In rereading Genesis, consider that God wants us to use our freedom robustly, romantically, joyously and fully, and then when we experience this freedom as alienation from God, as human sin, reflect in humility where did these gifts come from, for what purpose. Certainly, they are not for your own self, not for your own profit or wealth, not that of your own family or community or tribe. But these gift are from God to be used for the good of all of humanity, especially those in need and suffering. For God created the earth and everything in it as good. The purpose of God’s creation, contrary to the modern ideologies of possessive individualism and unrestrained amoral capitalism, was not to work for our mere puny self-interest and profit. Contrary to our cult-like fascination with celebrities and narcissists, we are not to use our individual gifts and capacities for greed and avarice out of unreflective egoism but to create wealth and beauty and goods in abundance for all.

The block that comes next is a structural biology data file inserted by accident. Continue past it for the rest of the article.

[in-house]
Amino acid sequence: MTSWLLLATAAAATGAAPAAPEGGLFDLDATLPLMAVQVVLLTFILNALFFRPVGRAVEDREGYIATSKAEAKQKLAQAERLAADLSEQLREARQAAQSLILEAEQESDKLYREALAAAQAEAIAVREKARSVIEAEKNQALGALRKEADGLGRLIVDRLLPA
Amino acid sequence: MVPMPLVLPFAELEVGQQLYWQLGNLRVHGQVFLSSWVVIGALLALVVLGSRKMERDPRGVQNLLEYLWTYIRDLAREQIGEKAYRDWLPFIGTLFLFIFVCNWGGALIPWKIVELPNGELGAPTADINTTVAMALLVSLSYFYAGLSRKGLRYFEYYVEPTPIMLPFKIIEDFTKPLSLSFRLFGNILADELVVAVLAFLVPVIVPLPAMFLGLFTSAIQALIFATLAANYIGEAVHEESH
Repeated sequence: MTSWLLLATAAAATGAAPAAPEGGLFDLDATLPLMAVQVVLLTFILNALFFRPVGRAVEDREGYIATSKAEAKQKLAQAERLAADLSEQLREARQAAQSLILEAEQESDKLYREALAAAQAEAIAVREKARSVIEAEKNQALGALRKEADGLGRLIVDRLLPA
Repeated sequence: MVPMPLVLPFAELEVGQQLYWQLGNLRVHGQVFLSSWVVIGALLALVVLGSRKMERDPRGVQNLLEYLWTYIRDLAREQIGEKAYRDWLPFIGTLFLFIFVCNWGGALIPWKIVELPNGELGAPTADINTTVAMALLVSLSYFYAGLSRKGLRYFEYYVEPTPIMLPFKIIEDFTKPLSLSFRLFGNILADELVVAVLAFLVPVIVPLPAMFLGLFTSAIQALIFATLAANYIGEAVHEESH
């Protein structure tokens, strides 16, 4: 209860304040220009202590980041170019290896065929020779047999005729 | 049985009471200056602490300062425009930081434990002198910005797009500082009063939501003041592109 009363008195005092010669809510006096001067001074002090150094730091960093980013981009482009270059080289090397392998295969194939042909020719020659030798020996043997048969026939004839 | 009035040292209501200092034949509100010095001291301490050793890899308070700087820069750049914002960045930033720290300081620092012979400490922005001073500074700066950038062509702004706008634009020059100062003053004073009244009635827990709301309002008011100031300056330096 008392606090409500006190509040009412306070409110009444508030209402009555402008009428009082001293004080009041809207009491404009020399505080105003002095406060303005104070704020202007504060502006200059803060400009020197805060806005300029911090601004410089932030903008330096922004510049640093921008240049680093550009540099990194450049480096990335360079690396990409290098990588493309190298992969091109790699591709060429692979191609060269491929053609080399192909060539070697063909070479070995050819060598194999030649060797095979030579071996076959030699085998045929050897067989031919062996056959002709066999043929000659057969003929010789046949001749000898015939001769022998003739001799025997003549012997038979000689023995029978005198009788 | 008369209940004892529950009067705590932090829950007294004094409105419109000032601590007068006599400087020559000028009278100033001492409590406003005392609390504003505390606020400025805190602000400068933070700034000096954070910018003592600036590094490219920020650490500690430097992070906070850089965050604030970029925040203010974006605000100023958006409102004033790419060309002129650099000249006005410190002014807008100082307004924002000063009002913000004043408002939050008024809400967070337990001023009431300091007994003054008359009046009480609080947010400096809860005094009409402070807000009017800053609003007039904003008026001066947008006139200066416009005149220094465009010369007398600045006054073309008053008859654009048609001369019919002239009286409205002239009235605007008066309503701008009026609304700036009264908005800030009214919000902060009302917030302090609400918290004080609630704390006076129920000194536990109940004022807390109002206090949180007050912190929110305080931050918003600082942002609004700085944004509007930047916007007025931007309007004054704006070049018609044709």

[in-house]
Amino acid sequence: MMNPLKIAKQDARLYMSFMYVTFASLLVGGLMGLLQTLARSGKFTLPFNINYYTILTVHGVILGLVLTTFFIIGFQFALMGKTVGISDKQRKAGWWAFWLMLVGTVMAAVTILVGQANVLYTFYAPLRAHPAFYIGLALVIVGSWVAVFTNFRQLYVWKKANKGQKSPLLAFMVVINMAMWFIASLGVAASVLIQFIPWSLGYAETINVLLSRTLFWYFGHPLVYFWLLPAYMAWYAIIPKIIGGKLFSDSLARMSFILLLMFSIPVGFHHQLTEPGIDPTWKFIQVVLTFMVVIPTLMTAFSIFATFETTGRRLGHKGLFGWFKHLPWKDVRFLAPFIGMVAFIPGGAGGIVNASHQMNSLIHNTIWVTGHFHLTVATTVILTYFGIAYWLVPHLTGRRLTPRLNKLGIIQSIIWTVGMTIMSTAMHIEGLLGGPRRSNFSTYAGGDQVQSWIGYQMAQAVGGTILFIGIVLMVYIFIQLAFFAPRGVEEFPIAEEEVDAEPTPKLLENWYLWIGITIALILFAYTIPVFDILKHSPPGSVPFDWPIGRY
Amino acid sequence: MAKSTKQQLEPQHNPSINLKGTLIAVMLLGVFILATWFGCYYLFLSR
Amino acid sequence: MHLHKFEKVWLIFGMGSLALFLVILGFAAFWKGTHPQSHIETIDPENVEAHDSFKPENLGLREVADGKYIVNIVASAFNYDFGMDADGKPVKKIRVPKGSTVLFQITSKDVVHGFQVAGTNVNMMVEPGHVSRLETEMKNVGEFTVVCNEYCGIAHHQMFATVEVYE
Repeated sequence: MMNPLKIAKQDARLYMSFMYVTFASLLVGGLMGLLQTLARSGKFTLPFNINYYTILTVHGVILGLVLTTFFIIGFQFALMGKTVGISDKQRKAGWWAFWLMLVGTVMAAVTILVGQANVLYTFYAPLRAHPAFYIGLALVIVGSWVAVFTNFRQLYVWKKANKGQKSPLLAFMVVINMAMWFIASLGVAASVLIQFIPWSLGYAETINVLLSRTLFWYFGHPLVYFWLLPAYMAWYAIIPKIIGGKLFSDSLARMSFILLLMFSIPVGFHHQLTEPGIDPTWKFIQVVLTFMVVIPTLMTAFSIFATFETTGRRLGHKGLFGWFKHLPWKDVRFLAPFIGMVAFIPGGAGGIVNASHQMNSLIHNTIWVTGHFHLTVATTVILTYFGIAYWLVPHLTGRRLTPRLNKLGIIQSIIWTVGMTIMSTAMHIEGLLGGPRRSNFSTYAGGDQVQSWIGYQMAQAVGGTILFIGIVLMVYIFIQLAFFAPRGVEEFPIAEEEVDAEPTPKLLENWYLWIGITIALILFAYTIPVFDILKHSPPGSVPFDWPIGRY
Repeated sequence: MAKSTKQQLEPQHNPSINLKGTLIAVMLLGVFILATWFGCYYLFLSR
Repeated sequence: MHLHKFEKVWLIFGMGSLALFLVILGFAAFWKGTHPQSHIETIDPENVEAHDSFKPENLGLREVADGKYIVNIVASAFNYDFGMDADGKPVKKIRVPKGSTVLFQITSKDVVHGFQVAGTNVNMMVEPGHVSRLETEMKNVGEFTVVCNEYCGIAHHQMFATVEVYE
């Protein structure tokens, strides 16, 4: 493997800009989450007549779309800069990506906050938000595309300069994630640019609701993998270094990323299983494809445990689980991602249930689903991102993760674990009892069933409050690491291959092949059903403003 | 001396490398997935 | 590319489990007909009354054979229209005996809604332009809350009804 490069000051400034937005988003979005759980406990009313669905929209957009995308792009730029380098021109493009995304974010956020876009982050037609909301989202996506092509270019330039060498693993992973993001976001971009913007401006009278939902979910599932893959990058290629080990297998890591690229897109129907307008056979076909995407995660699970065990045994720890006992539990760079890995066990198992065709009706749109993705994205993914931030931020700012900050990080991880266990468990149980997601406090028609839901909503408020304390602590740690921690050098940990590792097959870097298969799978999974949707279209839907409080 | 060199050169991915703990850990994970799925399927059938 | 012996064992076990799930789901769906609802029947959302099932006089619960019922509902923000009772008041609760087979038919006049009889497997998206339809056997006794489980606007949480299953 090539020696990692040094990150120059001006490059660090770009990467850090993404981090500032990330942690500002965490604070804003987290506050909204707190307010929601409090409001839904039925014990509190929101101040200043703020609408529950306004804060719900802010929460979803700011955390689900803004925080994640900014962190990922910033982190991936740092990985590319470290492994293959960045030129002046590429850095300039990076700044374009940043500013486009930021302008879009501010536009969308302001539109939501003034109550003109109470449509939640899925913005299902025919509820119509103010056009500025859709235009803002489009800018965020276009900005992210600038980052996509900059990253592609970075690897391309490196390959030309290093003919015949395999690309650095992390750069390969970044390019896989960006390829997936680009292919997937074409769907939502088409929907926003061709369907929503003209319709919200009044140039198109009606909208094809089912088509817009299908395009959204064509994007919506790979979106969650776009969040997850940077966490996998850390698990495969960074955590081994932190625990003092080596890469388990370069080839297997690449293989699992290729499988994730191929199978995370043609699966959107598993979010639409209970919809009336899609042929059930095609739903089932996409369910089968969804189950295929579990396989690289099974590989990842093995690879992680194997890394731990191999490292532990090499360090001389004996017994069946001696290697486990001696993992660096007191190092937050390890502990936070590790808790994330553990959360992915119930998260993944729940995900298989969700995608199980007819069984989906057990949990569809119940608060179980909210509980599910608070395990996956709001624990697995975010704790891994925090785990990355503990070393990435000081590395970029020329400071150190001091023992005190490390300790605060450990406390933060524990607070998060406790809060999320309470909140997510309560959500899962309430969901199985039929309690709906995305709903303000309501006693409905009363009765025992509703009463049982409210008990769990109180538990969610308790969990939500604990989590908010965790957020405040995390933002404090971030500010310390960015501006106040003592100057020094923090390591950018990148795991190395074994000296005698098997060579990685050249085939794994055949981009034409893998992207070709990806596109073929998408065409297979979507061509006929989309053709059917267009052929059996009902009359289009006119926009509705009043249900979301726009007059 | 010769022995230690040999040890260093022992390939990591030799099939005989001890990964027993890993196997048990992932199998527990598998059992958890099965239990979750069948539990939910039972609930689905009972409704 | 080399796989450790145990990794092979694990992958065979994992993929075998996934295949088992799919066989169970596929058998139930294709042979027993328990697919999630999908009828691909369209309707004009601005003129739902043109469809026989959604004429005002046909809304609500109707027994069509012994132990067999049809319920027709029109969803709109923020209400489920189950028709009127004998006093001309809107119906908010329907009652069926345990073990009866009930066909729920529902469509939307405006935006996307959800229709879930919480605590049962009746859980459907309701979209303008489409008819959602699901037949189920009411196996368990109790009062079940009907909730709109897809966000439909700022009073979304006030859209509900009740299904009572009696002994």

Ironically, this is the very vision of the new social and economic vistas of capitalism, its liberation from the corruption, greed and avarice of the mercantilistic that inspired Adam Smith and Thomas Jefferson. It is astonishing that their great works, The Wealth of Nations and The Declaration of Independence, respectively, each anthems of human freedom, were published in the same year, 1776. Both of these apostles of freedom were influenced by the Scottish Enlightenment which held that man had an innate “moral sense” and therefore could be trusted with free economies and self-government. In Smith’s Theory of Moral Sentiments and Jefferson’s whole body of work, they wrote of the promise of human freedom in awakening from the darkness of the tyranny of church and state and the mercantilistic corruption that oppressively enabled the rule of the few and the privileged over the masses of humanity. They envisioned a dream of greater collaboration and community through shared enterprise, through the full education of all individuals to their potential as essential to a robust and health society and economy. Theirs was a humanity sensibility underlying the free market economy and self-governing democracy, a vision of the moral economy through freedom rightly understood and practiced, not the modern ideology of mere short-term profit seeking. Capitalism was not to be reduced to the justification of the exploitation of labor and the planet to constantly extract greater finance capital. It was not to glory in the primitive survival of the fittest now under the modern illusion of the meritocratic flourishing of the best and the brightest, the devil take the hindmost. No, they saw something unprecedented in human history, something new under the sun! I wonder if these early philosophers of the promise of democracy and capitalism understand the new possibilities of freedom better than we do now. It is to exalt in our best selves through courage, compassion and creativity. By using our freedom in the way God intended. God delights in those who do live this grace-filled freedom and still compassionately, patiently, and lovingly hopes and perhaps knows this is the greatest desire of all humanity, though individuals still struggle with their egoistic sense of freedom. I rejoice that I am freely within the ever greater body of Christ and seek to use my original spirit-led life to the glory of God. To love and serve God, to love and serve others.